Chapter 11 Information

Bankruptcy law is federal law and falls within the jurisdiction of the federal bankruptcy courts. Article I, Section 8 of the U.S. Constitution provides: "The Congress shall have power to . . . establish . . . uniform laws on the subject of bankruptcies throughout the United States." Of the several bankruptcy laws enacted by Congress under that authority, the 1898 Bankruptcy Act lasted for eighty years.

The framework of the current bankruptcy law is the Bankruptcy Reform Act of 1978, commonly known as the Bankruptcy Code. The Code underwent several amendments, the major ones being made in 1984 and 1994. In 2005, Congress enacted the Bankruptcy Abuse Prevention and Consumer Protection Act of 2005 (BAPCPA), the most sweeping changes in the bankruptcy law since 1978.

While it is federal law, bankruptcy involves the interplay of many areas of federal and state laws, including taxes, domestic relations, property, and commercial transactions. Overall, more than 95% of the bankruptcy filings in the United States are individual consumer cases. In its 1997 report, the National Bankruptcy Review Commission, an independent commission established by federal law, stated that "no area of bankruptcy law is more complex than consumer bankruptcy," which "has become part of America's economic landscape."

One of the most powerful provisions in bankruptcy law is called the automatic stay. When you file bankruptcy, it triggers an automatic court order prohibiting all creditors from taking actions against you or your property, including lawsuits, garnishments, foreclosures, repossessions, or harassment. "It gives the debtor a breathing spell from his creditors . . . It permits the debtor to attempt a repayment or reorganization plan, or simply to be relieved of the financial pressures that drove him into bankruptcy" (Notes of Committee on the Judiciary, Senate Report No. 95-989). Keep in mind, however, that there are certain exceptions; also, the court may remove the protection under certain circumstances.

The ultimate advantage of bankruptcy is discharge. It is a court order that legally forgives any debt of yours that can be forgiven, meaning you don't have to pay it back. A creditor may not collect a discharged debt. Basically, you get a "fresh start."

The major parties in a bankruptcy case are:

    • Debtor, who is the entity that owes debt
    • Creditor, who is an entity that the debtor owes money to
    • A federal judge
    • A trustee (in certain chapters)
    • U.S. Trustee. The Office of the U.S. Trustee is a branch of the U.S. Department of Justice. Its primary duty to oversee the bankruptcy system in order to ensure its integrity.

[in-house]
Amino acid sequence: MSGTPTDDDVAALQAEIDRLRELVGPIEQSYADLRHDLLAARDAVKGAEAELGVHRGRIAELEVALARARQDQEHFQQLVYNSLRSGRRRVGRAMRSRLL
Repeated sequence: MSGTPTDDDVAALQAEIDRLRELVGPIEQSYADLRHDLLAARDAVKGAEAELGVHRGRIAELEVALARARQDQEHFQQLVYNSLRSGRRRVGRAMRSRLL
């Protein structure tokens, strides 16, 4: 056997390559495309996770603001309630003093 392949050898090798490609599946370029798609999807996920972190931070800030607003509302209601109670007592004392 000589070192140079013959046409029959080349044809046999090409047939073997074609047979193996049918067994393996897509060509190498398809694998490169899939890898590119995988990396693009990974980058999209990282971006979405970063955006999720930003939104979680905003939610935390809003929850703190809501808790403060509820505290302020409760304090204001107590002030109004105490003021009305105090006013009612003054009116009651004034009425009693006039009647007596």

• There are six kinds of bankruptcy in the United States. They are named after the chapters in the Bankruptcy Code: Chapters 7, 9, 11, 12, 13 and 15. The most common types are Chapters 7, 13 and 11.

Chapter 11 Bankruptcy Can Be Complicated

The 2005 amendment to the Bankruptcy Code has made bankruptcy much more complicated and difficult. The numerous changes cannot be described adequately in a few sentences. The following are some of the highlights:

    • Adoption of a "means test," a mechanical and rigid mathematical formula based on the debtor's income, median income of the debtor's state, and various living expenses allowed by the Internal Revenue Service. It subjects debtors to defined standards in an effort to screen out people that may be able to afford to repay a significant portion of their debt
    • Heightened documentary requirements, including tax returns and paycheck stubs, and authority for the federal government to audit cases
    • Restrictions of the automatic stay for certain repeat filers
    • Stepping up of enforcement of domestic support obligations and tax liabilities
    • Requirements of credit counseling and debtor education courses

Basic difference between Chapters 7, 13 and 11

Chapter 7 allows one to keep certain assets and wipes out the personal liability on debts. There are debts that cannot be discharged in Chapter 7.

Chapter 13 is a repayment plan that includes all of one's debt, and the debtor repays the debt, in part or in full, as the case may be, over a period of up to five years. Only a natural person can file Chapter 13.

Chapter 11 is reorganization and is most commonly used by businesses. The reorganization plan allows the business to continue to operate, and repays, restructures or eliminates certain debts.

Begin Protecting Your Financial Future Today

Contact our offices by email or call 312-574-3327 to schedule your initial consultation. We will review your finances to help you determine if bankruptcy is the right option for you.

We are a debt relief agency. We help people file for bankruptcy relief under the Bankruptcy Code.

The information below does not constitute legal advice on any specific situation. Readers should not act or rely on such information. We urge readers to seek the opinion of an attorney for their particular concerns, issues or problems. Mere visits to this site do not establish any attorney-client relationship

We are a debt relief agency. We help people file for bankruptcy relief under the Bankruptcy Code.